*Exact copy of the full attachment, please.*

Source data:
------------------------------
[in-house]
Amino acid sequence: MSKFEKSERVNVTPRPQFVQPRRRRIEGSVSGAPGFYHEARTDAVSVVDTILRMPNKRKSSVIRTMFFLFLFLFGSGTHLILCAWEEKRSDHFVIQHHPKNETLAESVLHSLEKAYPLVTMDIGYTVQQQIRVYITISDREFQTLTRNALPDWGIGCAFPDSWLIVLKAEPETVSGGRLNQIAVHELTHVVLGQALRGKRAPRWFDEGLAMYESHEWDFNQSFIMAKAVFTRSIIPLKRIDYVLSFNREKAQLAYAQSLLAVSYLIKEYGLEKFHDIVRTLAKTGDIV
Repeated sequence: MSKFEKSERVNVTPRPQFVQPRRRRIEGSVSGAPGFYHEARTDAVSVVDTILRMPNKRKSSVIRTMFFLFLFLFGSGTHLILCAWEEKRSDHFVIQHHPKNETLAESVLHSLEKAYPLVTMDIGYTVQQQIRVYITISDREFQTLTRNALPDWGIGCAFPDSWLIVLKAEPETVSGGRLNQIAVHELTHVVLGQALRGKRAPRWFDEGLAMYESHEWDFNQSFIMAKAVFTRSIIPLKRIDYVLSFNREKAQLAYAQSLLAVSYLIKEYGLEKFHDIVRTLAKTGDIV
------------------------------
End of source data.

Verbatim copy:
[in-house]
Amino acid sequence: MSKFEKSERVNVTPRPQFVQPRRRRIEGSVSGAPGFYHEARTDAVSVVDTILRMPNKRKSSVIRTMFFLFLFLFGSGTHLILCAWEEKRSDHFVIQHHPKNETLAESVLHSLEKAYPLVTMDIGYTVQQQIRVYITISDREFQTLTRNALPDWGIGCAFPDSWLIVLKAEPETVSGGRLNQIAVHELTHVVLGQALRGKRAPRWFDEGLAMYESHEWDFNQSFIMAKAVFTRSIIPLKRIDYVLSFNREKAQLAYAQSLLAVSYLIKEYGLEKFHDIVRTLAKTGDIV
Repeated sequence: MSKFEKSERVNVTPRPQFVQPRRRRIEGSVSGAPGFYHEARTDAVSVVDTILRMPNKRKSSVIRTMFFLFLFLFGSGTHLILCAWEEKRSDHFVIQHHPKNETLAESVLHSLEKAYPLVTMDIGYTVQQQIRVYITISDREFQTLTRNALPDWGIGCAFPDSWLIVLKAEPETVSGGRLNQIAVHELTHVVLGQALRGKRAPRWFDEGLAMYESHEWDFNQSFIMAKAVFTRSIIPLKRIDYVLSFNREKAQLAYAQSLLAVSYLIKEYGLEKFHDIVRTLAKTGDIV